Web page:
Security holes in Google Desktop Search fixed

Google recently fixed several holes in Google Desktop Search that I found. This is the email I sent to to report the holes:

This combination of security holes in mulitple products allows an attacker to read text files indexed and cached by Google Desktop Search. Its success rate is proportional to the amount of time the attacker can keep the victim on the attacker's site and the victim's CPU speed. I think all parts of this attack would work against both Firefox and Internet Explorer, but I've only tested part 1 and only in Firefox.

Recover the URL for the home page of Google Desktop Search

The URL for the front page of Google Desktop Search is for some 10-digit string nnnnnnnnnn. If the string is incorrect, GDS returns a page that says "Invalid Request". This seems to be a second line of defense against XSS and CSRF attacks.

Most browsers have information leaks that allow web scripts to determine whether a link is visited. The attacker assumes that the user has visited the GDS start page with the correct value for nnnnnnnnnn recently enough that the URL is in the browser's global history. Based on my experiments and calculations, it would take several days of CPU time for a script in an untrusted web page in Firefox to find out which of the 10^10 links of the form is visited. An attacker might try to keep a victim on a page for several days, or might try to keep a large number of users on his site for a shorter peroid of time. I don't know what algorithm generates the value nnnnnnnnnn, so I don't know if it has weaknesses that might allow the attacker's script to test fewer than 10^10 URLs.

Solutions: GDS could use a longer salt, to make iterating through every possible salt value harder. GDS could restrict salts to single use, but I think this would break too many things. Firefox (and other browsers) could plug the information leaks in global history.


Perform a Princeton DNS attack

First, make resolve to an IP under the control of the attacker, with a short TTL. Make the victim load, which contains a script. Then make resolve to The script then creates an iframe that loads and uses cross-frame scripting to control the page served by GDS.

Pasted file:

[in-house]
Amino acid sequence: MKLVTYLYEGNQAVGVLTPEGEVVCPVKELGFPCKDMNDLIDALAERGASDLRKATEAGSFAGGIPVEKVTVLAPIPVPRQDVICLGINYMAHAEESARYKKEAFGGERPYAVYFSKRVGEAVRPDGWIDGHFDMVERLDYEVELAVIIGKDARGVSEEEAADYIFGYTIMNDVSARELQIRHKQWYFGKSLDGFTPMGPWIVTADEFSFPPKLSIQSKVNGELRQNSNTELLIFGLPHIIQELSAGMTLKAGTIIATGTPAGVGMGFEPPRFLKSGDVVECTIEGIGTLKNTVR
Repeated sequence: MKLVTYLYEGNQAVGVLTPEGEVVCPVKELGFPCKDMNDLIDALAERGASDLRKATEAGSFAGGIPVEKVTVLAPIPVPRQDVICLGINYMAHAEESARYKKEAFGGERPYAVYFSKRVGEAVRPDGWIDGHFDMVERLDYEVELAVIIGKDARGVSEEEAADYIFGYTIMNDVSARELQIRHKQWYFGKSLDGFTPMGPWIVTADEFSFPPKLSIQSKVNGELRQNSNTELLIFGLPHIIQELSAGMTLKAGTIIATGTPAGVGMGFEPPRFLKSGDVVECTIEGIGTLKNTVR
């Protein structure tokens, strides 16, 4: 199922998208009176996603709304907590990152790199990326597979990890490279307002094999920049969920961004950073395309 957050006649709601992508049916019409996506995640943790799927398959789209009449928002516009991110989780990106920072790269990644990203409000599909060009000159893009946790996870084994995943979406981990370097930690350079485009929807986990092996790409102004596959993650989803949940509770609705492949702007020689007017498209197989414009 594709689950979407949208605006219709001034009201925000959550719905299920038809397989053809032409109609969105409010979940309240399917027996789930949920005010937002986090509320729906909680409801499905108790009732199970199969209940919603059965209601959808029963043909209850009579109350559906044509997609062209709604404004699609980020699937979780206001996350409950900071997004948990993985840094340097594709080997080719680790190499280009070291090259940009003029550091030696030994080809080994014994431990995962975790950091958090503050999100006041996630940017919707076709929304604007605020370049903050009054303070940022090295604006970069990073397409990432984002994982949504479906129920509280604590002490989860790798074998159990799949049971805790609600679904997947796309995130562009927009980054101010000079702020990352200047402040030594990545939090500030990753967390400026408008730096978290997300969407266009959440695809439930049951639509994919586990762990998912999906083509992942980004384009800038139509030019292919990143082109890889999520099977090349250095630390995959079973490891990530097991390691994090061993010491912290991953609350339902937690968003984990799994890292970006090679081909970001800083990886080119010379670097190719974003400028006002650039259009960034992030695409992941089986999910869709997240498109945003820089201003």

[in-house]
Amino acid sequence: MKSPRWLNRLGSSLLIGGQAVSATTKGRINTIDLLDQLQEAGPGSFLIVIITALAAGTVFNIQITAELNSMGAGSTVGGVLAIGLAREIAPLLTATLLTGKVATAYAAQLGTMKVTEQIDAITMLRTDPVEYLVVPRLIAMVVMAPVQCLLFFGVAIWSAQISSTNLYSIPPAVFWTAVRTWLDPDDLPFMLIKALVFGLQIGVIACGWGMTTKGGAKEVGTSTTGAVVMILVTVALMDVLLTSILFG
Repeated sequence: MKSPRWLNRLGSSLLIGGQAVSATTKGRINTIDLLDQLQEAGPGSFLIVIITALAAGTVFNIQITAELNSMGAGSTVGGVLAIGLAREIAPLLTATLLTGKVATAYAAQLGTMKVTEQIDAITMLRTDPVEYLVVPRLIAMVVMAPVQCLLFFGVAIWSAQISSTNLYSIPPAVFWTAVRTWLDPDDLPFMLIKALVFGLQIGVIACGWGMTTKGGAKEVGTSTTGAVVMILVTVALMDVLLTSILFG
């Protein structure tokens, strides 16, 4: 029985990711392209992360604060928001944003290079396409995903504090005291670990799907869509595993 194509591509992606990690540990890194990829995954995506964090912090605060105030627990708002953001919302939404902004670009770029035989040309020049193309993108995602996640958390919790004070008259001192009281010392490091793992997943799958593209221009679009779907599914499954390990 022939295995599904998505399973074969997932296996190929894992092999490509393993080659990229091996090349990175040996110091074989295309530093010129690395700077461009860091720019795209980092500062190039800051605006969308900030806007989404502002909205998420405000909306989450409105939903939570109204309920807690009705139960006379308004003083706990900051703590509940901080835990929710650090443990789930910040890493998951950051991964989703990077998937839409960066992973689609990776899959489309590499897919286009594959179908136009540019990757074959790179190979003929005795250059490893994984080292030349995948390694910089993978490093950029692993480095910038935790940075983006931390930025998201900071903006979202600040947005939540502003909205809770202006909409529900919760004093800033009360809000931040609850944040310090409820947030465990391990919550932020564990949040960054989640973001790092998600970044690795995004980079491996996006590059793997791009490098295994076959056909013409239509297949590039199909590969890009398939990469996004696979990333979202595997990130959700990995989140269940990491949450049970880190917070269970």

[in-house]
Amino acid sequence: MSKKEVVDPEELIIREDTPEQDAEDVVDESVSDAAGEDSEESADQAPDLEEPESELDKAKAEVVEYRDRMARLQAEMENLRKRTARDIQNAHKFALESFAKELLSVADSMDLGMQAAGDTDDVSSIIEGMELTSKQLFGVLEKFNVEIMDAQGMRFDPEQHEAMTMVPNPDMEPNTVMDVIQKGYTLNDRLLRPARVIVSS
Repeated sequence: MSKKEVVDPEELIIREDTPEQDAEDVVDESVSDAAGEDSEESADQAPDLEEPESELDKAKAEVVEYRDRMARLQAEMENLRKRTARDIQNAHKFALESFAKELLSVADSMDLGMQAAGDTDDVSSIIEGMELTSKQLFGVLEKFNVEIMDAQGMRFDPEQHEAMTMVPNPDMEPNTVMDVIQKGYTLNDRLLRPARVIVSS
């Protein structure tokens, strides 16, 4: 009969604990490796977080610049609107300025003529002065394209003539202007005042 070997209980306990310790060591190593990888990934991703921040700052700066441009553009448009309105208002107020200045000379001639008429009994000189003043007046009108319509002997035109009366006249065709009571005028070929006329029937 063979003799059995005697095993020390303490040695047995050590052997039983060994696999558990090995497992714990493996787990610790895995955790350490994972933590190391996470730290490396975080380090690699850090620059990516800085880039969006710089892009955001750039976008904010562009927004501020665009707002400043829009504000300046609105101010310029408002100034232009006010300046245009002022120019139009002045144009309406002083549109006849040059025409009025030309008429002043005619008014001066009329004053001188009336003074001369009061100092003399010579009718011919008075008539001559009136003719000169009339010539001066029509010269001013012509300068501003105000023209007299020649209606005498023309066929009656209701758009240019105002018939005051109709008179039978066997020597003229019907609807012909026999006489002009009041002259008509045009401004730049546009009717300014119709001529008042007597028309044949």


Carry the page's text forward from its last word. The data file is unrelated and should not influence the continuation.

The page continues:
You can check that GDS does not prevent this part of the attack by loading GDS and then replacing in the URL with (which resolves to

Solutions: GDS could reject requests where the hostname is not "" or "localhost" (IMO, the HTTP protocol requires it to do so). Firefox, Windows XP, the Windows XP firewall, or my ISP could prevent "external" DNS names from resolving to "internal" IP


Combining the holes

Once the attacker has script access to, has resolving to, and knows the hash for the home page, he can search for text files and view cached text files. (The links to cached text files are absolute and have as the hostname, but they continue to work when is replaced by, which resolves to

I sent this email on Feb 13, 2005. The first part was fixed in version 20050227 by making the salt longer. The second part was fixed in version 20050325 by making GDS reject requests with hostnames other than "" and "localhost". Google started pushing the updated version to existing users on June 2, 2005, so most users should be upgraded by now. You can see what version of GDS you have by clicking "About".

This is not the same as the hole found by Rice students (Slashdot article), which had been fixed previously.

5 Responses to “Security holes in Google Desktop Search fixed”

  1. Larry Page Says:

    Just what was the objective behind this post? So you could claim some credit?

    Happy Ego Trip!

  2. David 'Zanchey' Adam Says:

    Jesse –

    “Firefox, Windows XP, the Windows XP firewall, or my ISP could prevent “external” DNS names from resolving to “internal” IP”

    If Firefox and Windows XP did this (and possibly the firewall), you’d break those wonderful hosts files filled with ad-server to mappings (misguided though they might be).

    I think the first suggestion, GDS rejecting requests that don’t have a host header of localhost or, is the better one.

  3. Adam Says:

    You don’t need a hosts file like that if you have Adblock

  4. Felipe Gomes Says:

    Jesse. what was the solution for bug 57351? It seems like a hard problem to solve..

  5. Jesse Ruderman Says:

    It hasn’t been fixed, but David Baron has been working on it on and off. See